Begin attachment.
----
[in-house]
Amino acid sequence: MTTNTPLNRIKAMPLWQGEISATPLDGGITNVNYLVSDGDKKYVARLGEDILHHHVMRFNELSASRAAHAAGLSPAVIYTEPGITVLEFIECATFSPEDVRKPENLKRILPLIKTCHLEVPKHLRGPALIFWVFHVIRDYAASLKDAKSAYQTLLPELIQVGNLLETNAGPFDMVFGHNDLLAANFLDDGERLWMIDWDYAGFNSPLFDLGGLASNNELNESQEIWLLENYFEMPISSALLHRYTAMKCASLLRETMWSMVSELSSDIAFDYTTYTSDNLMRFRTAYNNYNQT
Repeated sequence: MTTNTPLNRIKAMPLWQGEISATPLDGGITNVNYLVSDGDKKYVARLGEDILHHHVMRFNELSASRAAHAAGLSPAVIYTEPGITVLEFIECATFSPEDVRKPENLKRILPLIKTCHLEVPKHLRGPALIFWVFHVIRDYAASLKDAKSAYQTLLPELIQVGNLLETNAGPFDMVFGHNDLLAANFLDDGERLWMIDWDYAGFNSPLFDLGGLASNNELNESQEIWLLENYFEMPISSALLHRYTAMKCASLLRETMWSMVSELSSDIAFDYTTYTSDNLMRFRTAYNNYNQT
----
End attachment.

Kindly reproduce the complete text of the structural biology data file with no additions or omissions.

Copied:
[in-house]
Amino acid sequence: MTTNTPLNRIKAMPLWQGEISATPLDGGITNVNYLVSDGDKKYVARLGEDILHHHVMRFNELSASRAAHAAGLSPAVIYTEPGITVLEFIECATFSPEDVRKPENLKRILPLIKTCHLEVPKHLRGPALIFWVFHVIRDYAASLKDAKSAYQTLLPELIQVGNLLETNAGPFDMVFGHNDLLAANFLDDGERLWMIDWDYAGFNSPLFDLGGLASNNELNESQEIWLLENYFEMPISSALLHRYTAMKCASLLRETMWSMVSELSSDIAFDYTTYTSDNLMRFRTAYNNYNQT
Repeated sequence: MTTNTPLNRIKAMPLWQGEISATPLDGGITNVNYLVSDGDKKYVARLGEDILHHHVMRFNELSASRAAHAAGLSPAVIYTEPGITVLEFIECATFSPEDVRKPENLKRILPLIKTCHLEVPKHLRGPALIFWVFHVIRDYAASLKDAKSAYQTLLPELIQVGNLLETNAGPFDMVFGHNDLLAANFLDDGERLWMIDWDYAGFNSPLFDLGGLASNNELNESQEIWLLENYFEMPISSALLHRYTAMKCASLLRETMWSMVSELSSDIAFDYTTYTSDNLMRFRTAYNNYNQT